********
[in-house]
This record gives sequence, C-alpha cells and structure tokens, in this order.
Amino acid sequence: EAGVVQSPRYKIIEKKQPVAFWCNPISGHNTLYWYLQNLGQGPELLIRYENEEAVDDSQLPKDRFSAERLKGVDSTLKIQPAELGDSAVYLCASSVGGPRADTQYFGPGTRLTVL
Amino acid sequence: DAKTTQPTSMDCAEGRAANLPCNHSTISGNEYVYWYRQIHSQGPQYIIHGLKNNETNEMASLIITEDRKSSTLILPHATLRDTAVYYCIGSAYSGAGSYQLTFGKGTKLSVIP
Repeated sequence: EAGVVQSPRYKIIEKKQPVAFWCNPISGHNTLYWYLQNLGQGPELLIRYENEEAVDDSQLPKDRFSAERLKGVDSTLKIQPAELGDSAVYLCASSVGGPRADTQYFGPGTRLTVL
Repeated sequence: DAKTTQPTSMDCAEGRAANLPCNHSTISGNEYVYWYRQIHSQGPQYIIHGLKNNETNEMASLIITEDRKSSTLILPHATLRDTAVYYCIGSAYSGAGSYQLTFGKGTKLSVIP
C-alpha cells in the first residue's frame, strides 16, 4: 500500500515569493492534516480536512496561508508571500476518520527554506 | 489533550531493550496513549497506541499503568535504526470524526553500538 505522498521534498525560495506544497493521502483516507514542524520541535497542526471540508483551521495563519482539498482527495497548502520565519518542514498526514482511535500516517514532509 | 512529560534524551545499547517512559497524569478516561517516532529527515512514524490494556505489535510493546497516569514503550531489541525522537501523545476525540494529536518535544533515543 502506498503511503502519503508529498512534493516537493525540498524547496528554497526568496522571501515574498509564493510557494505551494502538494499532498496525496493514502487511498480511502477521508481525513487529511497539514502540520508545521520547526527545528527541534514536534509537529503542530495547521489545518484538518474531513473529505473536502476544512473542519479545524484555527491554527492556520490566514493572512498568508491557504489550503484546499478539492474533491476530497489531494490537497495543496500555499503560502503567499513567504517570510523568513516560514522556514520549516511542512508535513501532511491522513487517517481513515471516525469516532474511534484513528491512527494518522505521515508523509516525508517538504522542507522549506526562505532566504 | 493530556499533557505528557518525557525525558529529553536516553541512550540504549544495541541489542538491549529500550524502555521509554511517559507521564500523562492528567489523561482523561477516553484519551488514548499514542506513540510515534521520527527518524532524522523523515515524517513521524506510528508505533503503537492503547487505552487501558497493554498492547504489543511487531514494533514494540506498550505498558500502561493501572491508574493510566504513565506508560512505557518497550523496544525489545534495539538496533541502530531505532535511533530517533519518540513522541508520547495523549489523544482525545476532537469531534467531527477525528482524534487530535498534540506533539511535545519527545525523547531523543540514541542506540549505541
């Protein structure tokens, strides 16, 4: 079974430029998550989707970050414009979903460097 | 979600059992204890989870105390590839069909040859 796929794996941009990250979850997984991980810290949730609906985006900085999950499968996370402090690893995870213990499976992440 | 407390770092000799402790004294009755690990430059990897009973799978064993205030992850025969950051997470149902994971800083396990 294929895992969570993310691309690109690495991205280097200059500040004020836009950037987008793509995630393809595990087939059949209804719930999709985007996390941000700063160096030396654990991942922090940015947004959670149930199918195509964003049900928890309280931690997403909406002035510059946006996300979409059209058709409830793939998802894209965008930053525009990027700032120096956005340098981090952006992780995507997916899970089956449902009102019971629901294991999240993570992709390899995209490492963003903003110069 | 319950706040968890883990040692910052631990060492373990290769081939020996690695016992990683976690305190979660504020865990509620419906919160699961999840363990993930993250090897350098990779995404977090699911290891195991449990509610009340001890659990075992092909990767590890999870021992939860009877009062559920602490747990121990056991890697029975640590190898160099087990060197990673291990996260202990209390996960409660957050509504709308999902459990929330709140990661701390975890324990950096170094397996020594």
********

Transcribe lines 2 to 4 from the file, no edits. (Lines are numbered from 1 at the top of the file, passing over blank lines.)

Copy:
This record gives sequence, C-alpha cells and structure tokens, in this order.
Amino acid sequence: EAGVVQSPRYKIIEKKQPVAFWCNPISGHNTLYWYLQNLGQGPELLIRYENEEAVDDSQLPKDRFSAERLKGVDSTLKIQPAELGDSAVYLCASSVGGPRADTQYFGPGTRLTVL
Amino acid sequence: DAKTTQPTSMDCAEGRAANLPCNHSTISGNEYVYWYRQIHSQGPQYIIHGLKNNETNEMASLIITEDRKSSTLILPHATLRDTAVYYCIGSAYSGAGSYQLTFGKGTKLSVIP